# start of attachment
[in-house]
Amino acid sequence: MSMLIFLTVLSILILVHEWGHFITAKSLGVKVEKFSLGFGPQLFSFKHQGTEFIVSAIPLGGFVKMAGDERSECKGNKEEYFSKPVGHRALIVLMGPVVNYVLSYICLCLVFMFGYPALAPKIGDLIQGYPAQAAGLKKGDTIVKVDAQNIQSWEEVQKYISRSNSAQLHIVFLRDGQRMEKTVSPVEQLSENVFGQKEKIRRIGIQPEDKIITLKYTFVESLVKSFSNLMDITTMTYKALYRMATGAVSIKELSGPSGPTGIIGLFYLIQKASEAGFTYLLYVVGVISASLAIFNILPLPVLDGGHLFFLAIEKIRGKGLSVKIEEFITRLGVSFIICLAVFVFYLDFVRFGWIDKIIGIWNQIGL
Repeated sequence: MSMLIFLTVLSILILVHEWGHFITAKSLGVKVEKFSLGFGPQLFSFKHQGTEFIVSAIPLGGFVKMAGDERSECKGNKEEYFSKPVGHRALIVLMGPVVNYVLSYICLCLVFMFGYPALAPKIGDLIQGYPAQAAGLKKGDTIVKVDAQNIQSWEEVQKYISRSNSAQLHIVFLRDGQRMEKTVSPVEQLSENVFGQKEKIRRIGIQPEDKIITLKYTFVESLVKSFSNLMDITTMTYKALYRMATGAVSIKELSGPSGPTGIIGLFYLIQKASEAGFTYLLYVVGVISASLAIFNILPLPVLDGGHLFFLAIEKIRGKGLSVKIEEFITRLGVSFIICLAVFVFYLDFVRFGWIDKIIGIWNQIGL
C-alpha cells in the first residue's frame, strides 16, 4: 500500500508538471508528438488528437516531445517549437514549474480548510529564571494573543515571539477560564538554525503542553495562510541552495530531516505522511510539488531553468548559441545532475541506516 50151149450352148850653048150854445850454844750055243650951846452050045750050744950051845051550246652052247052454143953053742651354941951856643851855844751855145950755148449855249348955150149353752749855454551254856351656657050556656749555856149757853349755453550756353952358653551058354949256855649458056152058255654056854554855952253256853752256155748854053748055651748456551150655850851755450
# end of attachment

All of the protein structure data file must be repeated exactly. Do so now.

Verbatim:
[in-house]
Amino acid sequence: MSMLIFLTVLSILILVHEWGHFITAKSLGVKVEKFSLGFGPQLFSFKHQGTEFIVSAIPLGGFVKMAGDERSECKGNKEEYFSKPVGHRALIVLMGPVVNYVLSYICLCLVFMFGYPALAPKIGDLIQGYPAQAAGLKKGDTIVKVDAQNIQSWEEVQKYISRSNSAQLHIVFLRDGQRMEKTVSPVEQLSENVFGQKEKIRRIGIQPEDKIITLKYTFVESLVKSFSNLMDITTMTYKALYRMATGAVSIKELSGPSGPTGIIGLFYLIQKASEAGFTYLLYVVGVISASLAIFNILPLPVLDGGHLFFLAIEKIRGKGLSVKIEEFITRLGVSFIICLAVFVFYLDFVRFGWIDKIIGIWNQIGL
Repeated sequence: MSMLIFLTVLSILILVHEWGHFITAKSLGVKVEKFSLGFGPQLFSFKHQGTEFIVSAIPLGGFVKMAGDERSECKGNKEEYFSKPVGHRALIVLMGPVVNYVLSYICLCLVFMFGYPALAPKIGDLIQGYPAQAAGLKKGDTIVKVDAQNIQSWEEVQKYISRSNSAQLHIVFLRDGQRMEKTVSPVEQLSENVFGQKEKIRRIGIQPEDKIITLKYTFVESLVKSFSNLMDITTMTYKALYRMATGAVSIKELSGPSGPTGIIGLFYLIQKASEAGFTYLLYVVGVISASLAIFNILPLPVLDGGHLFFLAIEKIRGKGLSVKIEEFITRLGVSFIICLAVFVFYLDFVRFGWIDKIIGIWNQIGL
C-alpha cells in the first residue's frame, strides 16, 4: 500500500508538471508528438488528437516531445517549437514549474480548510529564571494573543515571539477560564538554525503542553495562510541552495530531516505522511510539488531553468548559441545532475541506516 50151149450352148850653048150854445850454844750055243650951846452050045750050744950051845051550246652052247052454143953053742651354941951856643851855844751855145950755148449855249348955150149353752749855454551254856351656657050556656749555856149757853349755453550756353952358653551058354949256855649458056152058255654056854554855952253256853752256155748854053748055651748456551150655850851755450